Boy do I feel old with the announcement of Ted Henry's retirement - I'd been hanging around the Eyewitness News set as early as 1969 as a teenager trying to learn and get into the broadcast news business - either as a studio cameraman, or as a journalist. For me, I ended up in radio news. I remember Ted as a young man - not too much older than I. TV 5 with John Hambrick was the best place for a budding journalist to learn. Former news director Gary Ritchie allowed me to be a fly on the wall, watching the raw film (this was before ENG) cuts that had just finished drying in the film room - that was really something. A large room used to dry the film before it could be edited. The color broadcast camera of the day was the Norelco Plumbicom, and a part of the newsroom was conered off and isolated with large FAX machines that churned out news photos and hugh weather graphics for Don Webster's weather reports - Ted Henry as mentioned was a producer and worked with a future TV8 anchor with whom he shared duties and a friendship. It was actually a pretty friendly crew. Even Dorothy was nice if you gave her a chance - sometimes I'd share a sandwich with her in her office next to the reception area - I kind of liked Dorothy, and had a great respect for her. Hambrick was pretty much 'down-to-earth' in a Texan sort of way - we got along well. And I've bumped into Gib Shanley (also a nice guy) in the studios and over the years later on. It was a great place to watch broadcast news evolve behind the scenes. I used to ride along with Don Webster in a big Buick when he did his 'on-location' weather teasers, then ewveryone jumped back into the news car to make it back to the studio in time for his segment. Ted had a boyish look and a great smile behind the scenes. When it was a slow news day, they played Poker at a folding table behind the news set...most likely long gone. Even had a chance to hang with station manager Ed Cervenak. Did I drop enough names yet?-) My biggest regret, not having worked alongside these giants in Cleveland news. But I had a lot of fun hanging with and learning the business from them. Lots of good memories Ted! I remember the news cameramen and reporters grumbling about their first ENG camera - the Ikegami spent most of its time in repair, and was pretty delicate. On the commercial side, I got to watch them film the ice cream spots for Manner's Big Boy...found out the stuff was colored lard - the real stuff would melt under the hot Klige lights. Or another time when they were filming a shampoo commercial for one of the department stores - this was the premium brand. However, under the studio lights, the shampoo's blue tinge turned clear - someone was sent out from production to buy a few similar shampoos with the blue tint. They finally got a generic bottle that worked, emptied out the contents from the product they were supposed to shoot, filling it with the imposter - ah, the fun of television production. Commercials were usually shot in the front studio. Then there was the door to 'nowhere' on the second floor. There was a steel staircase that went up to a door, when you opened it, there was a wall behind it. Myth goes, that TV 5 had actually planned to put a second floor in that took them 20 years later to actually do it! Like I said, great memories, and Ted my friend, you had one great ride...then again, so did I in watching you guys work behind the scenes...Have A Great Retirement Ted! And thanks Harry Dorsey, for getting me in behind the scenes!-)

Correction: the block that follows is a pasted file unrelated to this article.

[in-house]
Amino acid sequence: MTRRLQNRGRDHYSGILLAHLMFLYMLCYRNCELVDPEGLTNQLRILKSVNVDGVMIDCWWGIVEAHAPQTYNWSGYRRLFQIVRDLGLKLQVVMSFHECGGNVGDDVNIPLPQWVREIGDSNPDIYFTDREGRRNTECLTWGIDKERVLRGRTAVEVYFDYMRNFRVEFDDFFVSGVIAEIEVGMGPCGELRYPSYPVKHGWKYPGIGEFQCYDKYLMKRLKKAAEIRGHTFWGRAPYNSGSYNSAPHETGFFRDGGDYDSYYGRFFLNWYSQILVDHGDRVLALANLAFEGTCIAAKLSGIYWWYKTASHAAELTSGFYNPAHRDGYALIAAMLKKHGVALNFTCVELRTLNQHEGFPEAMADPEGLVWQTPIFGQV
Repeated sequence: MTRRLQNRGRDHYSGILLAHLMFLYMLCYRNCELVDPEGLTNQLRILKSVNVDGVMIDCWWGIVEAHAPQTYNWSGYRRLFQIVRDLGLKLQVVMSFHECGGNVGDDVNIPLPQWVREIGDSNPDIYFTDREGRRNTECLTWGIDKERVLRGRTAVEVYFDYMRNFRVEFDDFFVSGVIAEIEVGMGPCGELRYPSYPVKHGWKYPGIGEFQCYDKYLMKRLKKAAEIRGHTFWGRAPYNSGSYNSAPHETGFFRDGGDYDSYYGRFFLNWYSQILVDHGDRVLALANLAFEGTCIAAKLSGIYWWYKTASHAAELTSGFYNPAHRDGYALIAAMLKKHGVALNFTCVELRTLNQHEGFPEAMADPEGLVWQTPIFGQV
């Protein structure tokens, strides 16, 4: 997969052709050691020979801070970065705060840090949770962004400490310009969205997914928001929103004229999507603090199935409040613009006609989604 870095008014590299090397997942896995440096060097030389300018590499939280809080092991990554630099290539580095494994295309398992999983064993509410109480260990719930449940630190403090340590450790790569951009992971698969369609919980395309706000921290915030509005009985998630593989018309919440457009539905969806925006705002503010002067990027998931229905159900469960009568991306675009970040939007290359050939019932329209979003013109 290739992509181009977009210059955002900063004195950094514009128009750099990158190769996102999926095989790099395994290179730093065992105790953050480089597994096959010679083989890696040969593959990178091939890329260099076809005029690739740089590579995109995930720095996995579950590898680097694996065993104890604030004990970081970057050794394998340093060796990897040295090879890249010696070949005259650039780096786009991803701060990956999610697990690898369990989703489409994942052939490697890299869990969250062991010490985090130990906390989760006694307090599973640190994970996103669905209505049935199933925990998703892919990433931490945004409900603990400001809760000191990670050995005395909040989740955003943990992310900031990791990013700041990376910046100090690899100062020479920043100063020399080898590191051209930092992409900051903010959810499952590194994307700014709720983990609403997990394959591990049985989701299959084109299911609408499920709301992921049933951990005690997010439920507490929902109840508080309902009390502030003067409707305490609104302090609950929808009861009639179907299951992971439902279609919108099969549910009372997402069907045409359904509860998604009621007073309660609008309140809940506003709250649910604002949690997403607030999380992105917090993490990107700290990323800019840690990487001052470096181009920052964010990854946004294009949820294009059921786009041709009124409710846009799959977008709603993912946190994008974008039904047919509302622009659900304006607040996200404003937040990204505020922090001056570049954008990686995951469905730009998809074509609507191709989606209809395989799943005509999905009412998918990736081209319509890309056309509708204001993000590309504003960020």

- Andrew Boggs, BA at -